Rubbing alcohol makes open wounds sting because it lowers the temperature threshold of heat-detecting VR1 receptors–so much so that your own body heat triggers a burning sensation

Ethanol elicits and potentiates nociceptor responses via the vanilloid receptor-1

Abstract

The vanilloid receptor-1 (VR1) is a heat-gated ion channel that is responsible for the burning sensation elicited by capsaicin. A similar sensation is reported by patients with esophagitis when they consume alcoholic beverages or are administered alcohol by injection as a medical treatment. We report here that ethanol activates primary sensory neurons, resulting in neuropeptide release or plasma extravasation in the esophagus, spinal cord or skin. Sensory neurons from trigeminal or dorsal root ganglia as well as VR1-expressing HEK293 cells responded to ethanol in a concentration-dependent and capsazepine-sensitive fashion. Ethanol potentiated the response of VR1 to capsaicin, protons and heat and lowered the threshold for heat … Continue Reading (1 minute read)

6 thoughts on “Rubbing alcohol makes open wounds sting because it lowers the temperature threshold of heat-detecting VR1 receptors–so much so that your own body heat triggers a burning sensation”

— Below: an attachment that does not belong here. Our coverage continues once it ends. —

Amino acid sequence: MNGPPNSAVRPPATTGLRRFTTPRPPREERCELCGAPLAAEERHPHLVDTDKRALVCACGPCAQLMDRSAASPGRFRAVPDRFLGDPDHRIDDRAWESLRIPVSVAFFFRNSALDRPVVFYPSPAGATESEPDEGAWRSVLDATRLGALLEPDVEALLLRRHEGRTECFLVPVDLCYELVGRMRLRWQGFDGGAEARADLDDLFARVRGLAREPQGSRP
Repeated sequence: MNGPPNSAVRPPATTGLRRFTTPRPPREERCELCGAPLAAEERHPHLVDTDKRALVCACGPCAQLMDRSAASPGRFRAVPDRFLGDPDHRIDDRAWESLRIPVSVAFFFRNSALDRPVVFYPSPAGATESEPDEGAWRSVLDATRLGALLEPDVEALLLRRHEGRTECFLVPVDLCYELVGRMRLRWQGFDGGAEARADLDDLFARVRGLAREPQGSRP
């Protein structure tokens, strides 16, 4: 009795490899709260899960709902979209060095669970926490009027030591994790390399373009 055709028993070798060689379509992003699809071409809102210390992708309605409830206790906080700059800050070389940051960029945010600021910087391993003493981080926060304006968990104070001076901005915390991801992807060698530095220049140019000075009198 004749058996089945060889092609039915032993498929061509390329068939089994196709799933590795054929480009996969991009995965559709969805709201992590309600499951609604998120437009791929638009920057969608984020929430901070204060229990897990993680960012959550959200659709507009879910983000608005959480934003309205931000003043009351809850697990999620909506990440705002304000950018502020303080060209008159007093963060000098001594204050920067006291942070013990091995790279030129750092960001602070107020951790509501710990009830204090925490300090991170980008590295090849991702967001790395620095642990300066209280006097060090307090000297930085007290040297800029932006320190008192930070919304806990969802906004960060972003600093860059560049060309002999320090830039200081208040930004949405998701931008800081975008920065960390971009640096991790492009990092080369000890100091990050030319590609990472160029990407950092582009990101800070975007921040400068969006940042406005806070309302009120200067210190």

1. Mutt1223

    It hurts itself in its confusion

  2. MyNameIsRay

    Just for reference, Ethanol is the fun alcohol that gets you drunk.

    Isopropanol is rubbing alcohol.

    This paper is on Ethanol, not rubbing alcohol.

  3. smashmolia

    Isn this similar to how capsaicin (spicey food) and menthol works?

  4. Cromsmountain34

    When will there be a pill to turn off pain receptors?

    Edit: without any side effects.

  5. anglosaxonarmadillo

    I literally looked this up the other day because I was curious as to how this worked. Should have just waited a few days to have my random thoughts.

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